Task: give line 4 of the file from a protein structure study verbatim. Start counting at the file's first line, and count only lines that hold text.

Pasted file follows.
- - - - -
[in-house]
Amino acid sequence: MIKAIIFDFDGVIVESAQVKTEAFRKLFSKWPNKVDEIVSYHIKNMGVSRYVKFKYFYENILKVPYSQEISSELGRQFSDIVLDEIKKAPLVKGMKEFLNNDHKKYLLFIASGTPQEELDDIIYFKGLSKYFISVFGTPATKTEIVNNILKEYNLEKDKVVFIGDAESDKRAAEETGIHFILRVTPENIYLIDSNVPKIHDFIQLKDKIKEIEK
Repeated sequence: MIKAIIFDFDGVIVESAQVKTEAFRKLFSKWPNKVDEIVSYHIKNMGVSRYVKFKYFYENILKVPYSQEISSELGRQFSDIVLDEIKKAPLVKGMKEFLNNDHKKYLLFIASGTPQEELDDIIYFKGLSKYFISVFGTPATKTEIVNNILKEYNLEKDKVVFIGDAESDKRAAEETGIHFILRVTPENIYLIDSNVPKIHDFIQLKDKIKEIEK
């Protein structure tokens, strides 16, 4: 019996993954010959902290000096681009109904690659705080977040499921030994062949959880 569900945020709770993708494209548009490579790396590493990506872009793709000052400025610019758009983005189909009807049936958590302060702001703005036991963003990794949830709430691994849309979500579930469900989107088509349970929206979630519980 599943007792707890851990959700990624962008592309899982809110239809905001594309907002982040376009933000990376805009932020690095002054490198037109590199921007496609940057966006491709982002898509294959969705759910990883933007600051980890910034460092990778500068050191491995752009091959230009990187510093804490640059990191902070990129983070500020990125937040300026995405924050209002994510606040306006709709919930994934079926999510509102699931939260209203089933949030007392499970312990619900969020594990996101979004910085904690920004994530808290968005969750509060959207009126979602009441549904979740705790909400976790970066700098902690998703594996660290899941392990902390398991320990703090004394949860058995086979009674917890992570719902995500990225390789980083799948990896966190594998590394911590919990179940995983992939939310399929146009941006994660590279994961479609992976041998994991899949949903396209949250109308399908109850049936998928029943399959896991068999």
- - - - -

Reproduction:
């Protein structure tokens, strides 16, 4: 019996993954010959902290000096681009109904690659705080977040499921030994062949959880 569900945020709770993708494209548009490579790396590493990506872009793709000052400025610019758009983005189909009807049936958590302060702001703005036991963003990794949830709430691994849309979500579930469900989107088509349970929206979630519980 599943007792707890851990959700990624962008592309899982809110239809905001594309907002982040376009933000990376805009932020690095002054490198037109590199921007496609940057966006491709982002898509294959969705759910990883933007600051980890910034460092990778500068050191491995752009091959230009990187510093804490640059990191902070990129983070500020990125937040300026995405924050209002994510606040306006709709919930994934079926999510509102699931939260209203089933949030007392499970312990619900969020594990996101979004910085904690920004994530808290968005969750509060959207009126979602009441549904979740705790909400976790970066700098902690998703594996660290899941392990902390398991320990703090004394949860058995086979009674917890992570719902995500990225390789980083799948990896966190594998590394911590919990179940995983992939939310399929146009941006994660590279994961479609992976041998994991899949949903396209949250109308399908109850049936998928029943399959896991068999």